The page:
Linda Kozlowski is the COO of Etsy. Presented by First Round Review, this article explores the role of chief operating officer and the qualities of effective leaders.
Etsy COO Linda Kozlowski knows an operations leader is critical to the success of a company. Here, she sheds light on the most mysterious role in the C-suite – and how startups can hire and empower the right COO for their company.
Greg Davidson of CloserIQ provides insight on building an international sales team. This post focuses on SaaS companies who are looking to expand from the U.S. to Europe.
If your SaaS company is considering expanding from the U.S. to Europe, there’s good news: Building a successful sales team in Europe actually isn’t so different from building one in the U.S., but I have observed a few key differences. As Head of Sales at , I supervise sales representatives that serve the U.S., Europe, and Hong Kong.
In addition to being the largest internet retailer in the world, Amazon is also the world’s largest provider of cloud infrastructure services (IaaS). Needless to say, it is easy to forget Amazon’s humble beginnings as an online bookstore.
After the dotcom bubble burst, Amazon delved into a new business line that allowed third parties to leverage its existing platform and competencies. In this interview, Amazon’s John Rossman describes his role in developing the marketplace.
John Rossman helped transform Amazon.com’s business. After the dotcom bubble burst, Amazon delved into a new business line that allowed third parties to do business off of Amazon’s platform, and make use of Amazon’s many competencies. In this Episode, John describes his role developing the Amazon 3rd party marketplace and gives us his perspective on what makes Amazon successful.
Hubstaff co-founder Dave Nevogt argues that marketing, not sales, is a company’s best option for achieving sustainable long-term growth. “Sales is about getting people to buy; marketing is about getting people to buy-in.”
I’m just gonna say it: Sales sucks. Now don’t get me wrong. It doesn’t suck for everyone. Some folks are just born to work in sales, and it works for them. You know, they can just talk the talk, people love it, and the money comes rolling in. Boom.
Through the end of September ’16, we’ve seen a number of high-profile tech M&A deals: Microsoft’s acquisition of Linkedin, Unilever’s acquisition of Dollar Shave Club, and Walmart’s acquisition of Jet.com. The largest US tech companies (Apple, Google, etc.) have plenty of cash to spend, so perhaps this trend will continue. Either way, the current cycle has produced plenty of valuation debates. Here is NYU Professor Aswath Damodaran to remind everyone that price does not equal value:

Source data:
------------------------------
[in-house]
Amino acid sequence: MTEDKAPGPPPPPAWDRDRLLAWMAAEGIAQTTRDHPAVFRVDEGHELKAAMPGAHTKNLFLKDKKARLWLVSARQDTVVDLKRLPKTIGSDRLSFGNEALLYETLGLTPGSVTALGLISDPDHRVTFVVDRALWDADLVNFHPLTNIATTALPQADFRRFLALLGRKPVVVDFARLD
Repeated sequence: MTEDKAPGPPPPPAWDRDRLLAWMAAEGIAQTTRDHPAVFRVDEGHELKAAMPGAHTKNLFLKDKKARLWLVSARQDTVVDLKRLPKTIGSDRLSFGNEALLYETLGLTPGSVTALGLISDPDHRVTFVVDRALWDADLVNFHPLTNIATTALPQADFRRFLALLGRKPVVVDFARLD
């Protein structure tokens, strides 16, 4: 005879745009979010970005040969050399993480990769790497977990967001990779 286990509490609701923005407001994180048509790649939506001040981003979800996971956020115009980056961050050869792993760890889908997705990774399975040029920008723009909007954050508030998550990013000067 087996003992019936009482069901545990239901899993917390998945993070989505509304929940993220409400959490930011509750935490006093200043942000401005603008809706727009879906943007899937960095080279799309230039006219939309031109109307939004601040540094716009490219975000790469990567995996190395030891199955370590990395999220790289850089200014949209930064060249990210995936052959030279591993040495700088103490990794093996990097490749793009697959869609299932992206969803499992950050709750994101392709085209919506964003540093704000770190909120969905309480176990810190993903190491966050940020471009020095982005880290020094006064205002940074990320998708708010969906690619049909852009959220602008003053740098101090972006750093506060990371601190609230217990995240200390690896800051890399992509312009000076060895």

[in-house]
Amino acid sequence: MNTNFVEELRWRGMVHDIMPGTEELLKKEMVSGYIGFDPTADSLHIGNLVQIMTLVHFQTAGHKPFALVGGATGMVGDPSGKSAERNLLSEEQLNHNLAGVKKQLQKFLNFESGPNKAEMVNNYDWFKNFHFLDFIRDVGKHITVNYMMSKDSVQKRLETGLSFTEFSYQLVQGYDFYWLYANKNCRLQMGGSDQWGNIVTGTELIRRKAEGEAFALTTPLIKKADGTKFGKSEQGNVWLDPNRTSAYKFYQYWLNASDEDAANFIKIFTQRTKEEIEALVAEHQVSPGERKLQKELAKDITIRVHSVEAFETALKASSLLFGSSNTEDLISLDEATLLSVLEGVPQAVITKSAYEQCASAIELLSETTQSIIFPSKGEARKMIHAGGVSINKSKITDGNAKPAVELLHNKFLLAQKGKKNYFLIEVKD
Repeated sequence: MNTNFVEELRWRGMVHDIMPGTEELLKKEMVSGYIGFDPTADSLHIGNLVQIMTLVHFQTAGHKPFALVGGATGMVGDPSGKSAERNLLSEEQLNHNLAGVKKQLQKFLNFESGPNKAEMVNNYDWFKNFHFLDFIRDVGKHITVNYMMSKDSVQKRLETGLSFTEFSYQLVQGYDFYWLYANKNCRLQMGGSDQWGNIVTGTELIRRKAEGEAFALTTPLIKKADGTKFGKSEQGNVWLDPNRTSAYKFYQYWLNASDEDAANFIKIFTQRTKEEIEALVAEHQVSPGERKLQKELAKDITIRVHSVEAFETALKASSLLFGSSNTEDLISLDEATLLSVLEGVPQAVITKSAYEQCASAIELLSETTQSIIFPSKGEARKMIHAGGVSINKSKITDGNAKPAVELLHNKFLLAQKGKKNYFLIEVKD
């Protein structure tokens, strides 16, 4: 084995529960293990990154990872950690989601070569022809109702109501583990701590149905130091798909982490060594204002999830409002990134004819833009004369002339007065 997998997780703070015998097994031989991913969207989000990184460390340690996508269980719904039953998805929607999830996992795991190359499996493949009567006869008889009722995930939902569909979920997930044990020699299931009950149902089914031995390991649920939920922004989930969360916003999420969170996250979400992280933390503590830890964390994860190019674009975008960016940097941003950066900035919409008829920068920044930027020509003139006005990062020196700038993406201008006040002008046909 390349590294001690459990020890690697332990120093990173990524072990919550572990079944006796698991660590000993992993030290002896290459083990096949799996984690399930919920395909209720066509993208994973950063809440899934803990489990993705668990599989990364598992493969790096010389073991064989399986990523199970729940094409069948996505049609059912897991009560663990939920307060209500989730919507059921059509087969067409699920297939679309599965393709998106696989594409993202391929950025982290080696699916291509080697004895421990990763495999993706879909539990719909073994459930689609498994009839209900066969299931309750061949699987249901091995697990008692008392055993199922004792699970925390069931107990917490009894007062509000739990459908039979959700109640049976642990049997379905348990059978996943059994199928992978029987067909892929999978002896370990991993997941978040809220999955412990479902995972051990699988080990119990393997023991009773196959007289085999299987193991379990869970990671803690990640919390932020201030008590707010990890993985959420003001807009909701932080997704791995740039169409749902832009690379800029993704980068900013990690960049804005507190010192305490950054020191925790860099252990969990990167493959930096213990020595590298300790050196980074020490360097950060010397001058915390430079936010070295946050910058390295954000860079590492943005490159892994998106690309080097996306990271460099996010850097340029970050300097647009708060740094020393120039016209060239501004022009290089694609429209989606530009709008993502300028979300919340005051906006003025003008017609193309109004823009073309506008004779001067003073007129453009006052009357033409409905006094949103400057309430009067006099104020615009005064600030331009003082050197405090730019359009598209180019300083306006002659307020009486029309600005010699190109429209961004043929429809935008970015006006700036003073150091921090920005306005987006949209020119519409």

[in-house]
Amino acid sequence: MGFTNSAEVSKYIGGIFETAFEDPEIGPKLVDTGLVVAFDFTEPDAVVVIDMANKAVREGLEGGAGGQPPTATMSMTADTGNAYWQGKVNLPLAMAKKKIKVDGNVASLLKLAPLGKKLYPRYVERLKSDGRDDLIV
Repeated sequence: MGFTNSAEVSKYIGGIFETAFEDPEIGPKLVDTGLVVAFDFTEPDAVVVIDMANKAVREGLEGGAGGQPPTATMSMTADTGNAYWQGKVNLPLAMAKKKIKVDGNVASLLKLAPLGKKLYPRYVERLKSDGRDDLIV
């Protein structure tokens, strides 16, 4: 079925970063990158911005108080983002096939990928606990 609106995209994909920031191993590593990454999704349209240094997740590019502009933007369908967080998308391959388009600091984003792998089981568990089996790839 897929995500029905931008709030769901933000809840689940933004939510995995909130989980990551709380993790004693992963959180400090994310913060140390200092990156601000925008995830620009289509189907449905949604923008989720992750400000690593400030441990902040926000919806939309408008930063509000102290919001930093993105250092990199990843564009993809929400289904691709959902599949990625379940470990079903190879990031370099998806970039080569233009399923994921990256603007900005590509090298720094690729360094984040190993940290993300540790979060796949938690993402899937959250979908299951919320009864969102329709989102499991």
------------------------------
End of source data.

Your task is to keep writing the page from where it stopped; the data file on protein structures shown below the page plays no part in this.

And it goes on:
Google Ventures and Greylock Partners present a panel discussion on product management. The talk features Adam Nash (Wealthfront), Johanna Wright (Google), and Craig Walker (Firespotter Labs).
Presented by McKinsey, this guide examines the fundamentals of customer interaction, as well as the necessary steps to build a more customer-centric organization.
Companies that create exceptional customer experiences can set themselves apart from their competitors. What do my customers want? The savviest executives are asking this question more frequently than ever, and rightly so. Leading companies understand that they are in the customer-experience business, and they understand that how an organization delivers for customers is beginning to be as important as what it delivers.
Scott Cook co-founded Intuit in 1983, and he currently serves as director and chairman of its executive committee. Presented by Stanford University, Cook describes how the financial software company grew from a struggling startup to a runaway market leader.
Unilever just purchased Dollar Shave Club for a reported $1B in cash. If the reports are true, this transaction would be the third largest buyout in e-commerce history (see: Zullily and Wayfair). Here are some notes to process:
- Unilever is paying 4.2x projected revenue (~$238M). Dollar Shave Club is not profitable, but the company had reached 15% US marketshare in men’s razor cartridges last year with $150M in revenue.
- Venrock led Dollar Shave Club’s series A and series B rounds. VC David Pakman wrote about the firm’s investment thesis, including this gem: “Choose categories where the CEOs of the incumbents are professional CEOs, not founders (thus are far less-likely to cannibalize existing businesses and adopt new business models).”
- Founder Mike Dubin will remain CEO, and Dollar Shave Club will operate as an independent business.
It will be interesting to see how this deal impacts the CPG space, as well as venture capital investment in non-tech consumer businesses. In the meantime, watch Dollar Shave Club’s Youtube video again.
Paul Graham, founder of Y Combinator, wrote this essay almost ten years ago. It seems that his observations still hold true today:
October 2006[[[[[[[[[[[[[ In the Q & A period after a recent talk, someone asked what made startups fail. After standing there gaping for a few seconds I realized this was kind of a trick question. It’s equivalent to asking how to make a startup succeed-if you avoid every cause of failure, you succeed-and that’s too big a question to answer on the fly.